Because of my commitment to helping my patients along a journey towards health, I have not used mercury fillings in over ten years!
In addition, because it has been conclusively proven that high levels of toxic mercury vapor are released when these fillings are removed unsafely, I have made my office as occupationally mercury safe as possible. To that end, I use state of the art technology, equipment, and safe removal protocols to protect my patients, my staff, myself and the environment from excessive and unnecessary occupational exposure to mercury at my office.
Thus, at Schwanekamp Dentistry, we practice both mercury free (amalgam filling free) and mercury safe removal techniques.
Becoming a mercury free and mercury safe dental practice was my decision to make. But, I believe that deciding whether or not to have your existing mercury fillings removed and replaced must be your choice. Because I place great importance on patient education, I feel it is my responsibility to educate my patients about the important relationship of oral to overall health and to provide them with the information required for them to make educated decisions.
But again, the decision to remove and replace these fillings can only be made by you.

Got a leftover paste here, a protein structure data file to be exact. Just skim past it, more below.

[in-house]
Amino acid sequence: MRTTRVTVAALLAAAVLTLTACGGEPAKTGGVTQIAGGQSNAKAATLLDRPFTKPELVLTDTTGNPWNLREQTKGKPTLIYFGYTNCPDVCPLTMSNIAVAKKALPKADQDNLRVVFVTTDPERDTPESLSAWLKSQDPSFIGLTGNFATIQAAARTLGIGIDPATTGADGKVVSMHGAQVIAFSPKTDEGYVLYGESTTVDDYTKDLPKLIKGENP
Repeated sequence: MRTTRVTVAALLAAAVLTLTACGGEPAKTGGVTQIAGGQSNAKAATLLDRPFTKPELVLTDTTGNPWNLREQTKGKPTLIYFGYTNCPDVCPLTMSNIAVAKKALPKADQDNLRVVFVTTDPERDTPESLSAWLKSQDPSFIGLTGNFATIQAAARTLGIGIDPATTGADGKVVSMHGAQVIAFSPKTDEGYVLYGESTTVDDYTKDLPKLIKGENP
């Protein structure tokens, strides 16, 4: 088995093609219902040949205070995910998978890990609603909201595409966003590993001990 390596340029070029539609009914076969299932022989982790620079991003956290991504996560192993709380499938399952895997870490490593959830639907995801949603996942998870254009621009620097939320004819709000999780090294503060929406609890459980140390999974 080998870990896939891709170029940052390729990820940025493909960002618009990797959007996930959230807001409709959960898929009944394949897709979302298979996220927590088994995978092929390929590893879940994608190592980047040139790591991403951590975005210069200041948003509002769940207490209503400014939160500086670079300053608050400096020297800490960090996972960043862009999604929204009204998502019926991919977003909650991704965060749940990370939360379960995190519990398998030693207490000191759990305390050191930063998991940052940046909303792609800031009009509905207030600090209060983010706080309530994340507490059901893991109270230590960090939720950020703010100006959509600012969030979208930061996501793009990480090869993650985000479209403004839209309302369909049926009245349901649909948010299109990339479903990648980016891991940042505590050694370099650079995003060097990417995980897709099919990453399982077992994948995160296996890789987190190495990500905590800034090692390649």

Jan 30th, 2019 7:31 am
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At Schwanekamp Dentistry, we help your mouth and body heal with minimally invasive treatment. This is achieved through our Maximized Adhesive Resin Composites, or “MARCs.” A “MARC” is not a filling. It is an advanced restoration that utilizes a special, “Maximized Adhesive” protocol. This technique gives us the option to restore the tooth in a more conservative manor. The benefits of these restorations are many.
- Minimally invasive (less drilling and discomfort)
- Less expensive than a crown
- No gooey impression or temporary
- Only requires one dental visit
- Preserves and strengthens tooth structure
- More bio compatible with gum tissue than a metal filling or crown
- More aesthetically pleasing
- Less sensitivity
- Designed to break before the tooth (therefore preventing further damage to the tooth structure)
- Can be repaired (unlike a crown)
- Protects the nerve of the tooth, preventing abscessing and may avoid the need for a root canal!
Aug 27th, 2018 11:41 am
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Periodontal disease is a chronic bacterial infection that affects the gum and bone supporting the teeth. This disease process is the body’s inflammatory response to the bacteria in your mouth. The American Academy of Periodontology reports that up to 75% of all Americans over the age of 35 are believed to have some form of periodontal disease.
Like other chronic degenerative diseases such as diabetes; periodontal disease is thought to not be curable! But the good news is that it can be prevented and managed. If uncontrolled, tooth loss and other complications could occur. But to control the disease, it is important that the patient is fully aware of what causes the disease and take an active role in its prevention and treatment. Each individual has their own unique immune system to help fight disease and may react differently to the bacteria present in their mouth.
A holistic approach which considers the complete patient (mind-body-soul) may provide the best means to manage the disease.